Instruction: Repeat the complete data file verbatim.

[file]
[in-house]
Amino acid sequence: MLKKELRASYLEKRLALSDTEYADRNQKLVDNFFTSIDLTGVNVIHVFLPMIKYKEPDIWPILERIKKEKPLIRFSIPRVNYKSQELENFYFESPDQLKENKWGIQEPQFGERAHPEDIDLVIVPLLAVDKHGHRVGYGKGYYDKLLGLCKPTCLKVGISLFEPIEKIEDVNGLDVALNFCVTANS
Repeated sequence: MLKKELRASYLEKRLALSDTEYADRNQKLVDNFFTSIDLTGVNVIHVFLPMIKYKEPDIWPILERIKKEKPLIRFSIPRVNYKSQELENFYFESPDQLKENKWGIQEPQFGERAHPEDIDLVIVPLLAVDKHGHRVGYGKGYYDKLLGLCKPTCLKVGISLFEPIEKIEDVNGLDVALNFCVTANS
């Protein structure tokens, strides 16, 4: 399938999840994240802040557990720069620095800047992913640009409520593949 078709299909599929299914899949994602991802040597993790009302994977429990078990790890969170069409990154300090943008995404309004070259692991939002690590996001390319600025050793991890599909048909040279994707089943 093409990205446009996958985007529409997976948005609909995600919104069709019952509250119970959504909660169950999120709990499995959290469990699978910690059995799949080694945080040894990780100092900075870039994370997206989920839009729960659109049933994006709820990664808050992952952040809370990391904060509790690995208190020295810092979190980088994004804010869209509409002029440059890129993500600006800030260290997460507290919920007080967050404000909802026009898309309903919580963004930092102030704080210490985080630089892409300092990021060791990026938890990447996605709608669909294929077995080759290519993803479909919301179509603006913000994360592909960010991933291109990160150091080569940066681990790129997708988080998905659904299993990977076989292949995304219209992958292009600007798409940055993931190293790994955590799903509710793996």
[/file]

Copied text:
[in-house]
Amino acid sequence: MLKKELRASYLEKRLALSDTEYADRNQKLVDNFFTSIDLTGVNVIHVFLPMIKYKEPDIWPILERIKKEKPLIRFSIPRVNYKSQELENFYFESPDQLKENKWGIQEPQFGERAHPEDIDLVIVPLLAVDKHGHRVGYGKGYYDKLLGLCKPTCLKVGISLFEPIEKIEDVNGLDVALNFCVTANS
Repeated sequence: MLKKELRASYLEKRLALSDTEYADRNQKLVDNFFTSIDLTGVNVIHVFLPMIKYKEPDIWPILERIKKEKPLIRFSIPRVNYKSQELENFYFESPDQLKENKWGIQEPQFGERAHPEDIDLVIVPLLAVDKHGHRVGYGKGYYDKLLGLCKPTCLKVGISLFEPIEKIEDVNGLDVALNFCVTANS
């Protein structure tokens, strides 16, 4: 399938999840994240802040557990720069620095800047992913640009409520593949 078709299909599929299914899949994602991802040597993790009302994977429990078990790890969170069409990154300090943008995404309004070259692991939002690590996001390319600025050793991890599909048909040279994707089943 093409990205446009996958985007529409997976948005609909995600919104069709019952509250119970959504909660169950999120709990499995959290469990699978910690059995799949080694945080040894990780100092900075870039994370997206989920839009729960659109049933994006709820990664808050992952952040809370990391904060509790690995208190020295810092979190980088994004804010869209509409002029440059890129993500600006800030260290997460507290919920007080967050404000909802026009898309309903919580963004930092102030704080210490985080630089892409300092990021060791990026938890990447996605709608669909294929077995080759290519993803479909919301179509603006913000994360592909960010991933291109990160150091080569940066681990790129997708988080998905659904299993990977076989292949995304219209992958292009600007798409940055993931190293790994955590799903509710793996």